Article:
Rusty Gordon, RPM's chief financial officer, told Yahoo News that its business in China accounts for "far less than 0.5% of consolidated sales." Still, Gross told Yahoo News that he believed Sullivan had "two faces" on Beijing.
"It's shocking, but not surprising, that Dan Sullivan would be playing a big game about China while his family business was ... doing business with the Chinese government," Gross said.
When asked about the criticism, Sullivan's campaign manager Matt Shuckerow pointed out that the Senator had criticized Beijing but "did not say that people in China cannot do business".
"He was a China hawk," said Shuckerow. "He went out of his way to hold China accountable."
Along with the other controversies, even the ballot itself was challenged in the race. And it can be the drama that defines the campaign.
Gross - who was registered for about a year as a Democrat, five years as a Republican, and the rest as unaffiliated - has said that if he wins, he will face the Democrats, mostly because of his dissatisfaction with the way Republicans are done Health care and climate change have been dealt with. However, he has announced that he is likely to part ways with the Democrats on guns and immigration.
Despite his status as a registered independent, Gross won the Democratic nomination and stands for election as a Democratic candidate for the general election. Mike Carey, columnist and former editor-in-chief of the Anchorage Daily News, said the party affiliation issue was a "big problem" for Gross.
A "Closed" sign will appear on the window of the Alaska Democratic Party headquarters in Anchorage, Alaska, USA on April 11, 2020. (Yereth Rosen / Reuters)
"The majority of the electorate here is independent, but this is a pretty conservative electorate and it would really take a while to vote for a Democrat," Carey told Yahoo News.
Sullivan's seat changed hands in tight races during the last two elections. In 2008, Democrat Mark Begich defeated longtime Republican Ted Stevens by less than two points in a race marked by allegations of corruption against Stevens. Six years later, Sullivan beat Begich by just over 2 points.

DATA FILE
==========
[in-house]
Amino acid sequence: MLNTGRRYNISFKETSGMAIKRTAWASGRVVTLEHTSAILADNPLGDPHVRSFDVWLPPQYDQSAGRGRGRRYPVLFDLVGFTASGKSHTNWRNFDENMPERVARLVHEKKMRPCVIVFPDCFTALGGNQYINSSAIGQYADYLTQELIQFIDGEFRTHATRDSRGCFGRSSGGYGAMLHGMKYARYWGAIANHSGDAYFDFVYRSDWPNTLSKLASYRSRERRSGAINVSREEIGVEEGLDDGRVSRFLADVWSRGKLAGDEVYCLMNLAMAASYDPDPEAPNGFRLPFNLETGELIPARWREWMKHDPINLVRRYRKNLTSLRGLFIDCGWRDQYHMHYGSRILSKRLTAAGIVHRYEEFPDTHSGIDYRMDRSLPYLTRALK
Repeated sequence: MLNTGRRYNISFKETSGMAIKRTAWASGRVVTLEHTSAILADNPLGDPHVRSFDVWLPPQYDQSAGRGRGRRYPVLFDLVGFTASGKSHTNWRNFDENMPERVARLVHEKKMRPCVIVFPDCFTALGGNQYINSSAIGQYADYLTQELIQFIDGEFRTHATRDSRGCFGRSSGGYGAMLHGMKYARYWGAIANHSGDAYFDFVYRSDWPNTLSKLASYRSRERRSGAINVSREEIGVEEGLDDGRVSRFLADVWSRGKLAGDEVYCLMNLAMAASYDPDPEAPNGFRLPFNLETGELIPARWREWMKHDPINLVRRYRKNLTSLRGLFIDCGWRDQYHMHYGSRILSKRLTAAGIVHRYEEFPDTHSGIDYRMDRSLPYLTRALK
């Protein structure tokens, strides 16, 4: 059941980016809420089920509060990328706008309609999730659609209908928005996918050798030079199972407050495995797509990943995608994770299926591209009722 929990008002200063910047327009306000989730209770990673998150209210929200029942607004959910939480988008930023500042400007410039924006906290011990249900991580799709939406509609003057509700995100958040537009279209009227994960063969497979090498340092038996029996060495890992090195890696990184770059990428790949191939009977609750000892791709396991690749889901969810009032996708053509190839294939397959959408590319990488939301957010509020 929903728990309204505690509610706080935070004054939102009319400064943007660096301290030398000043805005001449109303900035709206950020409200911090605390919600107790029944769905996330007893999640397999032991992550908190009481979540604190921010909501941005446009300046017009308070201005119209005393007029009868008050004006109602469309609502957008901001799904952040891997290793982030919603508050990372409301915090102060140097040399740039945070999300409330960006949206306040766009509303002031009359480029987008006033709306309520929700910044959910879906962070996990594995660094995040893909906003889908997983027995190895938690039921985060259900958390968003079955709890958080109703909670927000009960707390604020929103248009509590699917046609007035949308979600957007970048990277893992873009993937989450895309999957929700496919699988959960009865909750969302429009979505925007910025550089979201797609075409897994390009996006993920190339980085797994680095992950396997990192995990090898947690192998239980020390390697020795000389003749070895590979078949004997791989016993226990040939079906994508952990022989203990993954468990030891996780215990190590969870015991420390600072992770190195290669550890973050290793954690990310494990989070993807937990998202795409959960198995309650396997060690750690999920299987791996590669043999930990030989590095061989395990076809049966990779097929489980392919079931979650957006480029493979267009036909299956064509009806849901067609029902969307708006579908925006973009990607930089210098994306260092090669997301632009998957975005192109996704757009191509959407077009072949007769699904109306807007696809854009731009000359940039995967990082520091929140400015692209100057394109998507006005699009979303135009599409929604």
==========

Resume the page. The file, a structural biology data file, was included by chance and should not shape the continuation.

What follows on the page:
Carey also noted that Gross' independent status is a key advantage over Begich.
"In 2014, Begich had one thing wrong with him," said Carey. "Better media, personally better, better in every way, except for one thing: his party identification."
Sullivan's camp argues that the fact that Gross opted for Democratic elementary school and received party support shows that he is not truly independent.
“He sought and secured the approval of the Alaska Democratic Party ... and the National Democratic campaign machine. He has received their financial support, ”said Shuckerow, Sullivan's campaign manager. "I don't know what else you have to say. Al Gross is a Democrat. He's running as a Democratic candidate."
Polls have been sparse but suggest the race could be close. Ahead of last month's poll that gave Sullivan a 1-point lead, a Public Policy Polling poll in August found a 43-43 tie with many undecided voters up for grabs. However, the Sullivan campaign found that both polls were from Democratic affiliates.
The non-partisan Cook Political Report still rates the race as "likely Republican". The University of Virginia Center for Politics, however, has only "leaned" against Sullivan's path.
Larry Sabato, the director of the UVA Center for Politics, said "people should watch these races," which have a slight bias. He also alluded to the Seat's tumultuous recent history as a reason to keep an eye on Alaska, saying voters in the state would "like to kick people out".
"Alaska is wild," said Sabato. "Not only in relation to nature, but its politics is wild."